Neuroscientist Lise Eliot writes about what's nearest and dearest to her heart: Her children and their malleable brains. The result is a compelling perspective on parenting, one that challenges conventional notions of sex differences. Yes, little boys reach for trucks. And little girls carry dolls. But in her latest book Pink Brain, Blue Brain: How Small Differences Grow into Troublesome Gaps and What We Can do About It, Eliot deftly refutes the zeitgeist that sex differences are hard wired at birth.
Instead, she shows that parents unwittingly socialize their children during their earliest days.
Eliot, mom to Julia, 15, Sam, 13, and Toby, 10, believes the sooner parents can step in and tweak their kids growing neurons and synapses, the better their chances of raising both boys and girls with a well-balanced set of skills. She explained how from her office at Rosalind Franklin University of Medicine and Science in North Chicago.
Are little boys and girls really from different planets?
Most gender differences are relatively small; there's enormous overlap in boys' and girls' interests and learning styles. We're focused on this idea that boys and girls learn differently. But it's just not true, and it's almost dangerous (to think that) boys are visual learners and girls are auditory. Teachers are hearing this in their so-called "brain-based'' professional development seminars, and I'm afraid it's triggering a new era of stereotyping.
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How can parents help girls grow better brains?
There's clear evidence that building toys and spatial activities or targeting type skills are beneficial for mathematics. Boys gravitate toward these things -- video games, Legos and baseball. Parents can step in while their girls are young to help develop those skills.
Give us one tip to help a boys brain.
If there's one thing we're worried about it's the reading/writing gap. There's no question that girls talk a little earlier than boys -- one month on average -- but the vast majority of verbal ability is a reflection on how much time is spent with books and texts.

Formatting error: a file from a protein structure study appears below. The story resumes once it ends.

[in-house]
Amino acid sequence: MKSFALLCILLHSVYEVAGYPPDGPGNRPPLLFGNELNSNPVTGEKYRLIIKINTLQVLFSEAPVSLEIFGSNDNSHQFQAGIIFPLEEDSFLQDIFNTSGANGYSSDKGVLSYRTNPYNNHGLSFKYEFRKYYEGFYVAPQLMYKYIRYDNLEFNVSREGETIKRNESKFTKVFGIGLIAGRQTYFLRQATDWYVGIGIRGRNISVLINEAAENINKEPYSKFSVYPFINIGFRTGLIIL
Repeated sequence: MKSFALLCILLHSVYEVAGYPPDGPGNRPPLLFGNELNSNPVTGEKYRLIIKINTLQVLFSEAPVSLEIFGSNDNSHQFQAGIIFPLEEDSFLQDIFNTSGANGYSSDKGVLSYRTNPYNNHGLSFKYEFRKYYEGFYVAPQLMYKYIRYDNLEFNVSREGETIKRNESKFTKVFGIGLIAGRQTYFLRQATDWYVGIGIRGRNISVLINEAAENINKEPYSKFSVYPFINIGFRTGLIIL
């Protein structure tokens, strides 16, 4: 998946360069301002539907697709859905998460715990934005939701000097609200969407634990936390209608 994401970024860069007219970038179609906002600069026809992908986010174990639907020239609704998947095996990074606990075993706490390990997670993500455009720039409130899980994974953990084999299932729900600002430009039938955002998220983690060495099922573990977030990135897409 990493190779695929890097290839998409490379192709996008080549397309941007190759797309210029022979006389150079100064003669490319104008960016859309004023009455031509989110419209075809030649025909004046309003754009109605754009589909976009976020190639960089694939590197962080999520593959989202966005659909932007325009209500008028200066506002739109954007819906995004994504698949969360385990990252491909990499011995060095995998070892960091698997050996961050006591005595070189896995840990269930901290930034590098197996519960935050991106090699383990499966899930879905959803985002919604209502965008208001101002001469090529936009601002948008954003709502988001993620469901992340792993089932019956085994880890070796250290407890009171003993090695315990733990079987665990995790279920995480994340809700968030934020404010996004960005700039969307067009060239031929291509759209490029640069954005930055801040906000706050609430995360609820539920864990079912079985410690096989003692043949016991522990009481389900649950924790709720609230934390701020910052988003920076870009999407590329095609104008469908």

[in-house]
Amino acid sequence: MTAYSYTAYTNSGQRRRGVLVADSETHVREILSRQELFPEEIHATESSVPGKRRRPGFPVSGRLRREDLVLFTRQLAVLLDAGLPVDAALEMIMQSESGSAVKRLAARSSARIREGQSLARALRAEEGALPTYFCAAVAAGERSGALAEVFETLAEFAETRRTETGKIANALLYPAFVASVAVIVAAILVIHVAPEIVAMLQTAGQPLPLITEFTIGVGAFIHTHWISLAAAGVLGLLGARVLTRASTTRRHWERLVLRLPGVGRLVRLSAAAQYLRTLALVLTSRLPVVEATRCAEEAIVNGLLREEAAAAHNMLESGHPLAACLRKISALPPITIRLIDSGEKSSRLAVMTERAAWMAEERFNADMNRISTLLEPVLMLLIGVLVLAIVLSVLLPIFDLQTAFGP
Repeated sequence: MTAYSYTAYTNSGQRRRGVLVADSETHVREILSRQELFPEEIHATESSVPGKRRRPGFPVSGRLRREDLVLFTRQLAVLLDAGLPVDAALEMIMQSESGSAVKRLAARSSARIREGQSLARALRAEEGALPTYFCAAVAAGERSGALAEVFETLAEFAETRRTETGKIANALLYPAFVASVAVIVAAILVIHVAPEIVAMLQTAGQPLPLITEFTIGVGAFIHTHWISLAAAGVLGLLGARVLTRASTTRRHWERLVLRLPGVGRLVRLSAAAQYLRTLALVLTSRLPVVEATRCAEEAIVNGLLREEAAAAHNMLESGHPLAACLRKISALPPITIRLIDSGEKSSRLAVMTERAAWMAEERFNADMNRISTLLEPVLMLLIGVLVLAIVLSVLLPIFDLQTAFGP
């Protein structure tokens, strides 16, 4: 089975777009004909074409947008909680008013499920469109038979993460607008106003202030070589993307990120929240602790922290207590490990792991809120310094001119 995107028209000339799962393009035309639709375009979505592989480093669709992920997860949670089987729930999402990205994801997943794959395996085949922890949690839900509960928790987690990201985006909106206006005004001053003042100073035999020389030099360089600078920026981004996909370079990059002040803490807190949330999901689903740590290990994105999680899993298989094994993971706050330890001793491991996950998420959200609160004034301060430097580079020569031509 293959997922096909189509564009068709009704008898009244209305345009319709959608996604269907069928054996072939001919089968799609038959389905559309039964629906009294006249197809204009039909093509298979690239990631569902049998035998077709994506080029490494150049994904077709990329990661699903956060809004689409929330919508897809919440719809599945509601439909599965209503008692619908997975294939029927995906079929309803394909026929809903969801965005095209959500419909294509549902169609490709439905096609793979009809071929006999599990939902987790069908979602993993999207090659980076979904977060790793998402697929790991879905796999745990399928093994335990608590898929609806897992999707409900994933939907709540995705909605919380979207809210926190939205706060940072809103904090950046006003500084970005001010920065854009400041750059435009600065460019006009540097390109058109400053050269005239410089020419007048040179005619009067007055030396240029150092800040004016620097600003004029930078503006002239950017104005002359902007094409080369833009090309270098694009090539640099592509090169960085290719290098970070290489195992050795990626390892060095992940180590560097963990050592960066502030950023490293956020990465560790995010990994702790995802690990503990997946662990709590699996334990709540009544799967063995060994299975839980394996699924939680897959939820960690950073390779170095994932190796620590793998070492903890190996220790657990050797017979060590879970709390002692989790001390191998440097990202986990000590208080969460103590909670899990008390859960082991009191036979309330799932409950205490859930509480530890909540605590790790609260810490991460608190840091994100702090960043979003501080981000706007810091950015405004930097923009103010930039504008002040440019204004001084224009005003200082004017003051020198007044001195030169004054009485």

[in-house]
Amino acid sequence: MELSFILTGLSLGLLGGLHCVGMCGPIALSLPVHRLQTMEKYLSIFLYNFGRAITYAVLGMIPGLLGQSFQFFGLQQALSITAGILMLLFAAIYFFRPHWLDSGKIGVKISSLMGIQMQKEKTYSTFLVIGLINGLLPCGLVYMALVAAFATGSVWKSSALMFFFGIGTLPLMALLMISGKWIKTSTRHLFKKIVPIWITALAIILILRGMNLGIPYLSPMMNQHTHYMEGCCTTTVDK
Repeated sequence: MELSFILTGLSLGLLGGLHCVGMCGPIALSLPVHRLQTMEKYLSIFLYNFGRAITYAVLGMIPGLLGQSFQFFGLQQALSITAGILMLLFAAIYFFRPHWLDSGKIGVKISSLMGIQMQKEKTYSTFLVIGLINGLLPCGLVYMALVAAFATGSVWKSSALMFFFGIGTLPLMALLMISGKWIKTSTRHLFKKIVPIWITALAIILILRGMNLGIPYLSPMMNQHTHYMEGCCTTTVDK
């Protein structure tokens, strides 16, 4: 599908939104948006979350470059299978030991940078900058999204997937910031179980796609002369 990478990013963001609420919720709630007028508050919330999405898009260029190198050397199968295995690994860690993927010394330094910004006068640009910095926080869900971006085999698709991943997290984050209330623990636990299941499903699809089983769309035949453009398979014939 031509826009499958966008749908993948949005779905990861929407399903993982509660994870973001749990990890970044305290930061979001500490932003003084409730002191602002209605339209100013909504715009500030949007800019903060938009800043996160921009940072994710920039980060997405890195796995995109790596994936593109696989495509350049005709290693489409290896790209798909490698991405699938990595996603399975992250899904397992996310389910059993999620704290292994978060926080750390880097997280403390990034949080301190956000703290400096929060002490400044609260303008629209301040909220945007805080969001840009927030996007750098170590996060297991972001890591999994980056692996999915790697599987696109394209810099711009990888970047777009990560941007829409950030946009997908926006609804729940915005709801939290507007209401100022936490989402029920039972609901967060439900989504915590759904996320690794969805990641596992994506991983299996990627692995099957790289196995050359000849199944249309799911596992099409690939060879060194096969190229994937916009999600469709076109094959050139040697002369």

Parents need to make a greater effort to talk, read, and sing to their sons and to find books they really like. Even when boys are old enough to start reading on their own, they can still cuddle up at night and trade off reading pages.
What is one thing you did right with your children?
Immersing them in books. The boys are very good readers and not living up to that side of the stereotype. You hear that boys are more interested in nonfiction and those books aren't often a parent's first impulse. But (in my family) if we bring home a whole stack about solar system, or if we're traveling and bring home books about another place or country, the boys really like to browse through them. They don't necessarily have to read them from cover to cover.
What's one of your main messages to parents?
Let's stop labeling boys as these sociopathic warriors and let's stop assuming all girls are dying for tiaras and makeovers. We have seen the value of masculinizing our daughters to prepare them for the work world and careers that are now open to them. But boys haven't had anything like that shift in expectation. If anything, their available opportunities are shrinking.
How does studying the brain's plasticity affect your own parenting?
I have the same issues as anyone with a demanding job. But it has probably made me more of a neurotic mother just thinking about their brains, what's happening, the wiring and the connections.
Do you worry parents will see your book as just one more thing to feel guilty about?
I'm hoping it affects not just parents but teachers and the culture. And that it helps anyone interested in gender topics appreciate that nothing is hard wired. We are all good at the things we spend our time on, and we can learn skills we never dreamed we could if we put time into it. The trick is convincing people they can do it.
By HEIDI STEVENS, Chicago Tribune